The 2015 Spielberg movie Bridge of Spies recalls the U-2 Incident, one of those seminal moments when the world would take a new path into the future. In 1960 this otherwise mundane spy flight would swing the result of a US election and thus set the tone for the coming decade. The new President was to make US confrontation with the USSR a hallmark of his term in office. The Cuban Missile Crisis; escalation of the wars in Indochina; conscription; draft dodging; protest; flower-power and a spate of assassinations; can therefore all trace their roots to this incident. On the positive side was the Peace Corps and the 'Space Race' that would lead to rapid technological advance. The technologies of the 21st century: communications and computers; new materials; 'and all that' came from there.
I've been to Berlin several times but have been reluctant to offer an 'off the cuff' summary of this complex city. Instead here are some selected impressions that are by no means intended as a comprehensive analysis.
The recent Australia Day and Invasion Day dispute made me recall again the late, sometimes lamented, British Empire. Because, after all, it was the Empire that was the genesis of Australia Day. For a brief history of that institution I can recommend Empire: How Britain Made the Modern World by Niall Ferguson. It may also have some relevance to US hegemony - Amerika über alles!
This is the story of the McKie family down a path through the gardens of the past that led to where I'm standing now. Other paths converged and merged as the McKies met and wed and bred. Where possible I've glimpsed backwards up those paths as far as records would allow. In six generations, I, like most people, have 126 ancestors. Around half have become obscure to me. But I know the majority had one thing in common: they lived in or around Newcastle-upon-Tyne in England.
During that time Newcastle grew from a small port town into one of the World's most important and innovative cities. Thus they contributed to the prosperity, fertility and skill of that blossoming town during the century and a half when the garden there was at its most fecund.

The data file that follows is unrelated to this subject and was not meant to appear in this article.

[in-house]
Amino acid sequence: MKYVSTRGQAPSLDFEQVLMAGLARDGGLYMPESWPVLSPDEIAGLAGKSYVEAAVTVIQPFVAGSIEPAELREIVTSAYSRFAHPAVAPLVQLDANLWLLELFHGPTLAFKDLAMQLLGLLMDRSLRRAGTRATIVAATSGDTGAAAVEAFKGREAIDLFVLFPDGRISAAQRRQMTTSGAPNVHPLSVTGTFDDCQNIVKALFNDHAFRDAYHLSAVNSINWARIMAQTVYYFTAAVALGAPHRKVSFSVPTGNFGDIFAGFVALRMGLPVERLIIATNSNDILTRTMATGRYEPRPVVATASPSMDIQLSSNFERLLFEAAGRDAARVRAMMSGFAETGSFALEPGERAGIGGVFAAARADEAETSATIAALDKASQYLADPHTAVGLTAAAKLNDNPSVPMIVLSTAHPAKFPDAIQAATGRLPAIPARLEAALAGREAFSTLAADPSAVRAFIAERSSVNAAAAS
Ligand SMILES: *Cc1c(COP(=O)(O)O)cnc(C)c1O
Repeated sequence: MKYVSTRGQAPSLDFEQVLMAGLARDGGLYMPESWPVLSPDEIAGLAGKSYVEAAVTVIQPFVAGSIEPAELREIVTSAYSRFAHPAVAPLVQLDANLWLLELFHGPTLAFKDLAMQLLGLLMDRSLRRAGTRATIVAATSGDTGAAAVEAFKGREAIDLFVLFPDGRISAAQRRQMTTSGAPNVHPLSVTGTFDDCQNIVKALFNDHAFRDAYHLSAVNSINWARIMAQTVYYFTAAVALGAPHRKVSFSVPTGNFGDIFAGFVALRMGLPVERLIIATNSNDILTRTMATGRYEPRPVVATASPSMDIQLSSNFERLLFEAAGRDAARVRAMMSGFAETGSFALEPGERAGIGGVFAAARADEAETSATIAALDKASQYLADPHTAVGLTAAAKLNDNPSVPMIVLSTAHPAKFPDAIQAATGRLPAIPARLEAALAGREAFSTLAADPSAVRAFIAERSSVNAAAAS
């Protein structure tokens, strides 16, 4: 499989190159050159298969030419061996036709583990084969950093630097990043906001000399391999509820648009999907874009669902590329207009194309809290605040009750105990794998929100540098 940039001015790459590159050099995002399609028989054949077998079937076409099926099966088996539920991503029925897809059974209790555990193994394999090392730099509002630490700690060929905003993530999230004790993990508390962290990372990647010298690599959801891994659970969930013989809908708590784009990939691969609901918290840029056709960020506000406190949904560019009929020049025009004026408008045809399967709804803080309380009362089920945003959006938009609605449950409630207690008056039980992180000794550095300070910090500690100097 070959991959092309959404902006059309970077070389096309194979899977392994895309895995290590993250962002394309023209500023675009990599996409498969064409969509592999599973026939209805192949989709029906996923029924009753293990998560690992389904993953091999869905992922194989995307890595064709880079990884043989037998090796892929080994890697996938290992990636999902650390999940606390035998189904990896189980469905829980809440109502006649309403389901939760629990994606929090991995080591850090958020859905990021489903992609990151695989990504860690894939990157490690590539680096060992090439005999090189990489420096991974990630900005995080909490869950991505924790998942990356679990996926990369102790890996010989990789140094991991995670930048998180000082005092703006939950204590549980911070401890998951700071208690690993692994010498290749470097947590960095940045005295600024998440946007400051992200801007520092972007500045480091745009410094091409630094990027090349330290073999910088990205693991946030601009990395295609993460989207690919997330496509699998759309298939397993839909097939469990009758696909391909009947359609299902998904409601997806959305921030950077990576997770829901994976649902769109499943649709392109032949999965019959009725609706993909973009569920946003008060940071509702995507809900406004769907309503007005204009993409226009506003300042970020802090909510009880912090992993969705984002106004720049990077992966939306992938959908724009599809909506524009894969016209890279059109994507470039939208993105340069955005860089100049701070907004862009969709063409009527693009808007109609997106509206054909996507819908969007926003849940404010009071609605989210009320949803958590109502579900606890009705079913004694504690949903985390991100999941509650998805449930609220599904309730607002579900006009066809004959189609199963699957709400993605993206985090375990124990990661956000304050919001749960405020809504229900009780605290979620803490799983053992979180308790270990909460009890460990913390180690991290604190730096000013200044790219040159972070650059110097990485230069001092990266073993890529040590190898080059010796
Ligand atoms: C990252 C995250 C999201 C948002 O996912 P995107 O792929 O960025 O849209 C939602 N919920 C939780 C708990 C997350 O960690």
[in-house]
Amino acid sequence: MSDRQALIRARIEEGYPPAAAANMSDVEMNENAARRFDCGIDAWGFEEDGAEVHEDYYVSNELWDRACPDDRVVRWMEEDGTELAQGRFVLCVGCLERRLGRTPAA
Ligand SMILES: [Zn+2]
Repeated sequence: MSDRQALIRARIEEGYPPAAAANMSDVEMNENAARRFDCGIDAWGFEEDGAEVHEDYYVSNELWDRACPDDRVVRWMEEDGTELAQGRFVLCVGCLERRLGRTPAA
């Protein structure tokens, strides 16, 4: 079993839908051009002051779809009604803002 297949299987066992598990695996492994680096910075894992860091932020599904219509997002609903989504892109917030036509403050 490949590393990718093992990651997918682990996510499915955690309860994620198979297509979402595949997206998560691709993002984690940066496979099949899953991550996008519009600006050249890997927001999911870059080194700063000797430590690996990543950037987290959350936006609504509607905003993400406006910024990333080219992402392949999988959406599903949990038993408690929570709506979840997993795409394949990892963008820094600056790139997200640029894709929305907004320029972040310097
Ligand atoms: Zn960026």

Have you read this???
- this content changes with each opening of a menu item
The Lao People's Democratic Republic is a communist country, like China to the North and Vietnam with which it shares its Eastern border.
And like the bordering communist countries, the government has embraced limited private ownership and free market capitalism, in theory. But there remain powerful vested interests, and residual pockets of political power, particularly in the agricultural sector, and corruption is a significant issue.
During the past decade tourism has become an important source of income and is now generating around a third of the Nation's domestic product. Tourism is centred on Luang Prabang and to a lesser extent the Plane of Jars and the capital, Vientiane.
The movie The Imitation Game is an imaginative drama about the struggles of a gay man in an unsympathetic world.
It's very touching and left everyone in the cinema we saw it in reaching for the tissues; and me feeling very guilty about my schoolboy homophobia.
Benedict Cumberbatch, who we had previously seen as the modernised Sherlock Holmes, plays Alan Turing in much the same way that he played Sherlock Holmes. And as in that series The Imitation Game differs in many ways from the original story while borrowing many of the same names and places.
Far from detracting from the drama and pathos these 'tweaks' to the actual history are the very grist of the new story. The problem for me in this case is that the original story is not a fiction by Conan Doyle. This 'updated' version misrepresents a man of considerable historical standing while simultaneously failing to accurately represent his considerable achievements.
Bertrand Russell (Bertrand Arthur William Russell, 3rd Earl Russell, OM, FRS (18 May 1872 – 2 February 1970)) has been a major influence on my life. I asked for and was given a copy of his collected Basic Writings of Bertrand Russell for my 21st birthday and although I never agreed entirely with every one of his opinions I have always respected them.
In 1950 Russell won the Nobel Prize in literature but remained a controversial figure. He was responsible for the Russell–Einstein Manifesto in 1955. The signatories included Albert Einstein, just before his death, and ten other eminent intellectuals and scientists. They warned of the dangers of nuclear weapons and called on governments to find alternative ways of resolving conflict. Russell went on to become the first president of the campaign for nuclear disarmament (CND) and subsequently organised opposition to the Vietnam War. He could be seen in 50's news-reels at the head of CND demonstrations with his long divorced second wife Dora, for which he was jailed again at the age of 89. The logo originally designed for the CND, the phallic Mercedes, became widely used as a universal peace symbol in the 60s and 70s, particularly in hippie communes and crudely painted on VW camper-vans.